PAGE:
That location matters when it comes to real estate may be even more true today after years of home price appreciation following the Great Recession.
Not every city has rebounded at the same rate, and some have become unaffordable for middle-class workers in recent years. Add on other financial obligations such as property taxes and maintenance costs, and many Americans are wondering if it still makes sense to take the jump into homeownership.
Owning a home is especially challenging for people living in coastal cities, a new survey from Bankrate.com found. Many of these cities have become increasingly expensive while also facing high property insurance rates and, in the Northeast, stiff heating costs.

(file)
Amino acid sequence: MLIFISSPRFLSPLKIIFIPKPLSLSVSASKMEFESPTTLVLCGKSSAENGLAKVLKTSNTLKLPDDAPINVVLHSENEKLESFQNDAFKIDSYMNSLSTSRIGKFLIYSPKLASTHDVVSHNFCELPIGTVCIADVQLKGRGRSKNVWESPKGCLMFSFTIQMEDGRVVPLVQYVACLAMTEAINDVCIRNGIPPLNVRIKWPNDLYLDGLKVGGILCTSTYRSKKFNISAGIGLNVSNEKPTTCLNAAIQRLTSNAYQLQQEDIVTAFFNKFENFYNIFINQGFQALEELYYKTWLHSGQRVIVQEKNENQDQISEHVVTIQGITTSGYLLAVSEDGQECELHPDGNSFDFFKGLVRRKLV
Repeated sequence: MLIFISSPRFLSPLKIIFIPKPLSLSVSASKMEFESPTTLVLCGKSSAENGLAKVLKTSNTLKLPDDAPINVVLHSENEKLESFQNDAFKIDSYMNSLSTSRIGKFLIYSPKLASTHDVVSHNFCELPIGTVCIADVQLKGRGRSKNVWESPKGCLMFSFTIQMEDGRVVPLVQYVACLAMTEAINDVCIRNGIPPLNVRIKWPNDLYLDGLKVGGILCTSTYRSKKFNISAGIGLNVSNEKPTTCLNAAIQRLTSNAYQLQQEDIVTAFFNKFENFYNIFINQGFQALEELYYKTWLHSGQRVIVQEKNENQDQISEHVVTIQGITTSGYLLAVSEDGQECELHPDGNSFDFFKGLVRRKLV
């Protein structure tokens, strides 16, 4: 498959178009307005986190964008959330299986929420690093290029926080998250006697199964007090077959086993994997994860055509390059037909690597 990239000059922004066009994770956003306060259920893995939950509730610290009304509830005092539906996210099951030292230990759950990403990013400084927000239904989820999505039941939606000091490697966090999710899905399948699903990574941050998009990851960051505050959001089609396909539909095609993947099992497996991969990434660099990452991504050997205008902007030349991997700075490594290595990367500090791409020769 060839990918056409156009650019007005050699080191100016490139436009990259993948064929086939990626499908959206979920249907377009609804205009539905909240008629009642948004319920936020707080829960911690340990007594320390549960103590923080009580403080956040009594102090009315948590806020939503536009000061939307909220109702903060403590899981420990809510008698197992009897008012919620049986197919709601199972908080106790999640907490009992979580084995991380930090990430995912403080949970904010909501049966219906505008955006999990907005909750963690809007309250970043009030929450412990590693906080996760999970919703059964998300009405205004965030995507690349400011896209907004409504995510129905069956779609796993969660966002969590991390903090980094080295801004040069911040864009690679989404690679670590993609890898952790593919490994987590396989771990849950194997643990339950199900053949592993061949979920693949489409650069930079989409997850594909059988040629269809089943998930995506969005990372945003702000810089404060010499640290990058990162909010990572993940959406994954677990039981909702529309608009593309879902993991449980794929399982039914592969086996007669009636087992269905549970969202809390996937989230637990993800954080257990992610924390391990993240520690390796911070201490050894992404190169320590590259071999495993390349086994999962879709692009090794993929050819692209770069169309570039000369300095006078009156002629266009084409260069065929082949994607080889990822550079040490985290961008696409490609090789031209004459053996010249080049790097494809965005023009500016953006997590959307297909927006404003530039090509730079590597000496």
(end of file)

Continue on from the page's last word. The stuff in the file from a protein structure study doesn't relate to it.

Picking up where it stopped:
Still, even in expensive cities, workers may decide it's worth buying property if they want to lock in a price and insulate themselves from future rent hikes. Others may decide it's better to move to a less expensive suburb or relocate to another city.
"In a lot of cities, the ability to build new housing isn't keeping up with demand," said Bankrate analyst Claes Bell. "It's fair to say that many cities are reaching a point where housing just isn't affordable for people who live and work there."
Some of the best cities for homeowners are those that were hard hit by the housing decline, Bell said. While they've recovered from their lows, some of these markets still offer affordable values for buyers.
The study examined homeownership based on eight factors:
- home affordability
- price appreciation
- property taxes
- homeowners' insurance rates
- energy costs
- maintenance costs
- how rapidly rents rose over the past six years for which data are available
Read on to learn about the five best and five worst cities for homeowners.